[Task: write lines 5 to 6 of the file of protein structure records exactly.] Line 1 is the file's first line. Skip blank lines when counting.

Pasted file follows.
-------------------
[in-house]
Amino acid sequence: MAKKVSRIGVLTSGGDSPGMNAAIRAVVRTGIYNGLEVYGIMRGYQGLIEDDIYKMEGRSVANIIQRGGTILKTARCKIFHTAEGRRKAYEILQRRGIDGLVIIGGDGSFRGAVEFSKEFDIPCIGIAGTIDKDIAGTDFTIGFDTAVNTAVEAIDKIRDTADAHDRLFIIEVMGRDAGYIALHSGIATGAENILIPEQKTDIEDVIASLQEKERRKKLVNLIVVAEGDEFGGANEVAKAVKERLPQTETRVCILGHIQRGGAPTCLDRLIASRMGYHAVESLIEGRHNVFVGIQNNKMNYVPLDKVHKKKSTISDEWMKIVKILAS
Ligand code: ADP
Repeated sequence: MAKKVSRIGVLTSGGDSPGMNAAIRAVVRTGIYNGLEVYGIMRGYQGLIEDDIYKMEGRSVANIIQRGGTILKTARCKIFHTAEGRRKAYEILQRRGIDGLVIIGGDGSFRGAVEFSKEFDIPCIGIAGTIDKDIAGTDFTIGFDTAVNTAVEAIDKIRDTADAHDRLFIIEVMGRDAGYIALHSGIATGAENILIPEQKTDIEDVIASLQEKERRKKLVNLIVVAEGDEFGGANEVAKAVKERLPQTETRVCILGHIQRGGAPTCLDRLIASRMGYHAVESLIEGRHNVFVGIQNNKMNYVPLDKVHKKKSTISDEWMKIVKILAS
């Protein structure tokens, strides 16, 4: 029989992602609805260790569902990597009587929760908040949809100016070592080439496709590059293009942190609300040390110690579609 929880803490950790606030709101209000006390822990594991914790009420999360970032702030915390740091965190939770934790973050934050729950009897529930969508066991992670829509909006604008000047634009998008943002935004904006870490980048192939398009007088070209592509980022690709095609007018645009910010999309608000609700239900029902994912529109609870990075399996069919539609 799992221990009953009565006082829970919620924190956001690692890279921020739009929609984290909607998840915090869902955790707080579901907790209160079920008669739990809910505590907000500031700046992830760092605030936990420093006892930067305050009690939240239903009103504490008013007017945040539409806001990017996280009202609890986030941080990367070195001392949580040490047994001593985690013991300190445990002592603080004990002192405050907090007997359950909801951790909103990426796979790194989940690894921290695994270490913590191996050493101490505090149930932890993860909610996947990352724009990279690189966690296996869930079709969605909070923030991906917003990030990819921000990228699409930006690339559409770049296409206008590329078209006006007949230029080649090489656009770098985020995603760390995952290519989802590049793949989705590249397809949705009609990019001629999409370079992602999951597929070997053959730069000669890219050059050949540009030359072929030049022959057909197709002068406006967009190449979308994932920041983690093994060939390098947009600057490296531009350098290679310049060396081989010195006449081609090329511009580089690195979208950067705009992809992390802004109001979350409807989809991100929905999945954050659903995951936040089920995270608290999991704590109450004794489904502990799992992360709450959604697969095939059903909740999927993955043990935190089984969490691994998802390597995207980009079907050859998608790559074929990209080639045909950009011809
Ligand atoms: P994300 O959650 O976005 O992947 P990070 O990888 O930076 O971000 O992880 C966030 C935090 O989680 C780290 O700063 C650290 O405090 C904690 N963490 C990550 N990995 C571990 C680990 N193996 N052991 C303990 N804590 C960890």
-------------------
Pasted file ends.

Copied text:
């Protein structure tokens, strides 16, 4: 029989992602609805260790569902990597009587929760908040949809100016070592080439496709590059293009942190609300040390110690579609 929880803490950790606030709101209000006390822990594991914790009420999360970032702030915390740091965190939770934790973050934050729950009897529930969508066991992670829509909006604008000047634009998008943002935004904006870490980048192939398009007088070209592509980022690709095609007018645009910010999309608000609700239900029902994912529109609870990075399996069919539609 799992221990009953009565006082829970919620924190956001690692890279921020739009929609984290909607998840915090869902955790707080579901907790209160079920008669739990809910505590907000500031700046992830760092605030936990420093006892930067305050009690939240239903009103504490008013007017945040539409806001990017996280009202609890986030941080990367070195001392949580040490047994001593985690013991300190445990002592603080004990002192405050907090007997359950909801951790909103990426796979790194989940690894921290695994270490913590191996050493101490505090149930932890993860909610996947990352724009990279690189966690296996869930079709969605909070923030991906917003990030990819921000990228699409930006690339559409770049296409206008590329078209006006007949230029080649090489656009770098985020995603760390995952290519989802590049793949989705590249397809949705009609990019001629999409370079992602999951597929070997053959730069000669890219050059050949540009030359072929030049022959057909197709002068406006967009190449979308994932920041983690093994060939390098947009600057490296531009350098290679310049060396081989010195006449081609090329511009580089690195979208950067705009992809992390802004109001979350409807989809991100929905999945954050659903995951936040089920995270608290999991704590109450004794489904502990799992992360709450959604697969095939059903909740999927993955043990935190089984969490691994998802390597995207980009079907050859998608790559074929990209080639045909950009011809
Ligand atoms: P994300 O959650 O976005 O992947 P990070 O990888 O930076 O971000 O992880 C966030 C935090 O989680 C780290 O700063 C650290 O405090 C904690 N963490 C990550 N990995 C571990 C680990 N193996 N052991 C303990 N804590 C960890």